Ask your students to identify predictions that the model makes which can be tested by making future observations. To help get students started, you might provide some examples such as those in Table 1, Lesson Step 2. There are two different kinds of predictions given in Table 1, Lesson Step 2. The first looks for key observations which, if made, would prove the model wrong, or at least incomplete. The second makes predictions that, if observed, would support the model. Many predictions other than those given in the table are possible, although most will be related either to the shape of the Moon phase as seen from Earth, or the position of the Moon in the sky relative to the position of the Sun or the time of day.

In general, students need to develop a thorough understanding of the details of a model in order to make reasonable predictions to test. In the case of phases of the Moon, they need to be able to visualize in three dimensions what the implications of the model are for what we see here on Earth. This may require some practice and use of three-dimensional visualization tools such as classroom physical models or computer animations.

3) Make Observations to Test the Model

Students can make a variety of observations over the course of a month to test the particular predictions they develop in lesson step 2. These observations will generally entail looking at and sketching the appearance of the Moon during different phases, tracking how those phases change with time, and recording the position of the Moon at each phase relative to the position of the Sun. The exact measurements and observations students make might vary depending on the particular predictions students are trying to test and the age of the students. The observations needed for the example tests proposed in this article are given in Table 1, lesson step 3.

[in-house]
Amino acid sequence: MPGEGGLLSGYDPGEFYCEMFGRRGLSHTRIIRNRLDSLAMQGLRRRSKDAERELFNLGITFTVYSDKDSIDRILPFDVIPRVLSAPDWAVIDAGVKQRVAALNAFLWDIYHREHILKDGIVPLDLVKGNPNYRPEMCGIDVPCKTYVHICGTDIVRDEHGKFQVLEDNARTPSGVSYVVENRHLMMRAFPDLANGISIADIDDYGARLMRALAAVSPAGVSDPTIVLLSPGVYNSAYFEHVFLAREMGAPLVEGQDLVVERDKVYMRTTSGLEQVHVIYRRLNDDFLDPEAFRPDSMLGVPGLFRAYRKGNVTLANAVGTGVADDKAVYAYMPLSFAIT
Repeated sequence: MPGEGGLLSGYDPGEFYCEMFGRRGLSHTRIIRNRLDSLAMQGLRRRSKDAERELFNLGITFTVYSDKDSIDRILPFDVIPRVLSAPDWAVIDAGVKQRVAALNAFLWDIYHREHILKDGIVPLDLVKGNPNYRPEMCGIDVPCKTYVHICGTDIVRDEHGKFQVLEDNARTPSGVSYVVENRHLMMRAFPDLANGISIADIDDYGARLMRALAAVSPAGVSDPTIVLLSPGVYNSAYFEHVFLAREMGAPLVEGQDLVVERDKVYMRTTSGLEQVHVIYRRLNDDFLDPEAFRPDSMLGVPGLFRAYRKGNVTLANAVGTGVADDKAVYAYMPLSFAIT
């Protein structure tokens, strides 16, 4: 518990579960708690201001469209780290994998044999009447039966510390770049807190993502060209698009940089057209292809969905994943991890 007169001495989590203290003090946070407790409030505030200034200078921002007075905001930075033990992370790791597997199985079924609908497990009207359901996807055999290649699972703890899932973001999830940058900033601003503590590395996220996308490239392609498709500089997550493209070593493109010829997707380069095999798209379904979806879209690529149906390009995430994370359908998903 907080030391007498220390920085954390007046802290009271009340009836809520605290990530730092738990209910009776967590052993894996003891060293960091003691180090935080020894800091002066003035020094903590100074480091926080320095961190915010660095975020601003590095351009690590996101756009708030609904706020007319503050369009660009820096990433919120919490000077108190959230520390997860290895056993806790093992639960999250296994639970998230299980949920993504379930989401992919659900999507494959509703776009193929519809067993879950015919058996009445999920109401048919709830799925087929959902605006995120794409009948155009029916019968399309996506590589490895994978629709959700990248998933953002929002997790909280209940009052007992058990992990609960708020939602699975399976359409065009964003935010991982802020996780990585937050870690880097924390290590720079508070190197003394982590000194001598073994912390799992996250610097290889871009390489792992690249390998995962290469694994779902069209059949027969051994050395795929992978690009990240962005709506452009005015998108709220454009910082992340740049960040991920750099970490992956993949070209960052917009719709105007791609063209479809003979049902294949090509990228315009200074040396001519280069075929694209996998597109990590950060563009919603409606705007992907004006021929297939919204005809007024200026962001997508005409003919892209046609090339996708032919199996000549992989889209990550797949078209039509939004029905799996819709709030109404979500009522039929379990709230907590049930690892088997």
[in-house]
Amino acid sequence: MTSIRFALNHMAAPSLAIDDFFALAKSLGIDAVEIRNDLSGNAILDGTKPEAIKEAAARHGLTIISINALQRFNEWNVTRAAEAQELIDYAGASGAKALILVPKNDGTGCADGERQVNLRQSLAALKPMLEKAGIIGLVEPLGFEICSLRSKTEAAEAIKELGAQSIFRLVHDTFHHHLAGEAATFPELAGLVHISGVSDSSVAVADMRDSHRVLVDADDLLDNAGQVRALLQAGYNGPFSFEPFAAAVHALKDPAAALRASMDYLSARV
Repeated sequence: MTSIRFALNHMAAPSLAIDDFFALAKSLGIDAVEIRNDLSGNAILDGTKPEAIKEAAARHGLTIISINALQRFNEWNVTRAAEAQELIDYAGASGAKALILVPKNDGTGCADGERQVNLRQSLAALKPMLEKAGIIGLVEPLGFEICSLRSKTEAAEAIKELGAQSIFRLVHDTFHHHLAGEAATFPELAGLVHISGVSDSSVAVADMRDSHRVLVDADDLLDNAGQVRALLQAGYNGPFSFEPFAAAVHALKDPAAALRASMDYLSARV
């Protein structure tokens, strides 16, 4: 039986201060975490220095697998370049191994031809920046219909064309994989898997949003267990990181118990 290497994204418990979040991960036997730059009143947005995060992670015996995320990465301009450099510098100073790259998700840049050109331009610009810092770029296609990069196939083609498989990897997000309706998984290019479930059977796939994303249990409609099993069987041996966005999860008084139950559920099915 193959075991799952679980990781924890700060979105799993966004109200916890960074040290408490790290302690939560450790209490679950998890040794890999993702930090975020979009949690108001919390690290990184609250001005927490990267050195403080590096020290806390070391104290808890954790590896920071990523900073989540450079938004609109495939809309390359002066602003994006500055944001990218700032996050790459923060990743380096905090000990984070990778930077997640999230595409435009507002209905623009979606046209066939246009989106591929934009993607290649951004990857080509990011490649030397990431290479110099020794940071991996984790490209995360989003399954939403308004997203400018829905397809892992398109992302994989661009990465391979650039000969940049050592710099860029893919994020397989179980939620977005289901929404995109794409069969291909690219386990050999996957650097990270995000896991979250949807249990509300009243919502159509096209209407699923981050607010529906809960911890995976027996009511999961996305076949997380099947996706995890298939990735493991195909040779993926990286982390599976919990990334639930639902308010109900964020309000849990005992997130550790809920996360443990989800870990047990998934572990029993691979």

The angular distance between the Moon and the Sun can either be estimated visually (for example, by comparing the apparent angle with a protractor, or by breaking angles into parts, 45° degrees will be half of 90°, 22.5 °will be half of 45°, 11.25° will be one fourth of 45°), or by measuring the length of arms and the distance between hands in the method shown in the Figure 1.

4) Argue from Evidence

Based on their own observations, students argue whether models are supported, disproven, or not addressed by their data. It's important that students use their own observations, not observations provided to them by others. It's also important that they argue from evidence, not from the model itself. For example, in the alternative model proposed in Table 1 in which the Moon swings like a pendulum back and forth through the Earth's shadow, it is not valid reasoning or valid science to argue that 'we know this can't be right because the Moon orbits the Earth.' This is an argument based on the model itself, and as such it constitutes circular reasoning. Instead, students should practice arguing from actual observations that they made, not from the models that other people have handed to them.


Although the model for the phases of the Moon originated in antiquity, we know that Greeks proposed a geometrical model for Moon phases at least two generation before Aristotle (Sagan, 1980, pp 181-1830). The writings of Aristarchus (done sometime before 216 BCE) inferred the Moon's geometric position around the Earth based on understanding of its phase (Archimedes, trans. 1956). Collectively these documents reveal that the Greeks had a sophisticated model of Moon phases more than 2200 years ago.

Sidebar references:

Archimedes, trans. 1956, The Sand Reckoner, in Newman, J., The World of Mathematics, v. 1, Simon and Shuster, Inc. New York, p. 420-429.

Sagan, C., 1980, Cosmos: New York, Random House, 365 p.